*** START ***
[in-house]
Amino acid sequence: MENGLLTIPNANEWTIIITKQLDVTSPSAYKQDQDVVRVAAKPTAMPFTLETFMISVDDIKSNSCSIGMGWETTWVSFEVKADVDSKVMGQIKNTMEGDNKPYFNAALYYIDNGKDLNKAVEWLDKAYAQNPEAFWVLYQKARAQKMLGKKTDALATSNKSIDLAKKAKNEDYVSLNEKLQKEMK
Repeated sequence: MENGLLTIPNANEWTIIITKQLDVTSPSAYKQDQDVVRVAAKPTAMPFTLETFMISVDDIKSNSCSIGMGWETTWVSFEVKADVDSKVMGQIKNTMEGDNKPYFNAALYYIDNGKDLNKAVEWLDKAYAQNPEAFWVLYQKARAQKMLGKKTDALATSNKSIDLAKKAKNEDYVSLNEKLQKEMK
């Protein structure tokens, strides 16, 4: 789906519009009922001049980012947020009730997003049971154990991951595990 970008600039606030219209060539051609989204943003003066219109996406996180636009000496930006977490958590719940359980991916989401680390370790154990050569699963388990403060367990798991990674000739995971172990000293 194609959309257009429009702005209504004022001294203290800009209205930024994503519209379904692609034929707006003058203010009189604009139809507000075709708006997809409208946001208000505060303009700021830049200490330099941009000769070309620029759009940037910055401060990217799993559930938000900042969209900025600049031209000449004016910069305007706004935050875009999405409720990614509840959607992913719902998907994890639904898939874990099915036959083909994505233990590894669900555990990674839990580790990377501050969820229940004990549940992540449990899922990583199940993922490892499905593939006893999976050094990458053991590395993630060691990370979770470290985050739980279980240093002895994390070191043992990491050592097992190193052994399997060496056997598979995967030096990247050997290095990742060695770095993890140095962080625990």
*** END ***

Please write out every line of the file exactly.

[in-house]
Amino acid sequence: MENGLLTIPNANEWTIIITKQLDVTSPSAYKQDQDVVRVAAKPTAMPFTLETFMISVDDIKSNSCSIGMGWETTWVSFEVKADVDSKVMGQIKNTMEGDNKPYFNAALYYIDNGKDLNKAVEWLDKAYAQNPEAFWVLYQKARAQKMLGKKTDALATSNKSIDLAKKAKNEDYVSLNEKLQKEMK
Repeated sequence: MENGLLTIPNANEWTIIITKQLDVTSPSAYKQDQDVVRVAAKPTAMPFTLETFMISVDDIKSNSCSIGMGWETTWVSFEVKADVDSKVMGQIKNTMEGDNKPYFNAALYYIDNGKDLNKAVEWLDKAYAQNPEAFWVLYQKARAQKMLGKKTDALATSNKSIDLAKKAKNEDYVSLNEKLQKEMK
């Protein structure tokens, strides 16, 4: 789906519009009922001049980012947020009730997003049971154990991951595990 970008600039606030219209060539051609989204943003003066219109996406996180636009000496930006977490958590719940359980991916989401680390370790154990050569699963388990403060367990798991990674000739995971172990000293 194609959309257009429009702005209504004022001294203290800009209205930024994503519209379904692609034929707006003058203010009189604009139809507000075709708006997809409208946001208000505060303009700021830049200490330099941009000769070309620029759009940037910055401060990217799993559930938000900042969209900025600049031209000449004016910069305007706004935050875009999405409720990614509840959607992913719902998907994890639904898939874990099915036959083909994505233990590894669900555990990674839990580790990377501050969820229940004990549940992540449990899922990583199940993922490892499905593939006893999976050094990458053991590395993630060691990370979770470290985050739980279980240093002895994390070191043992990491050592097992190193052994399997060496056997598979995967030096990247050997290095990742060695770095993890140095962080625990």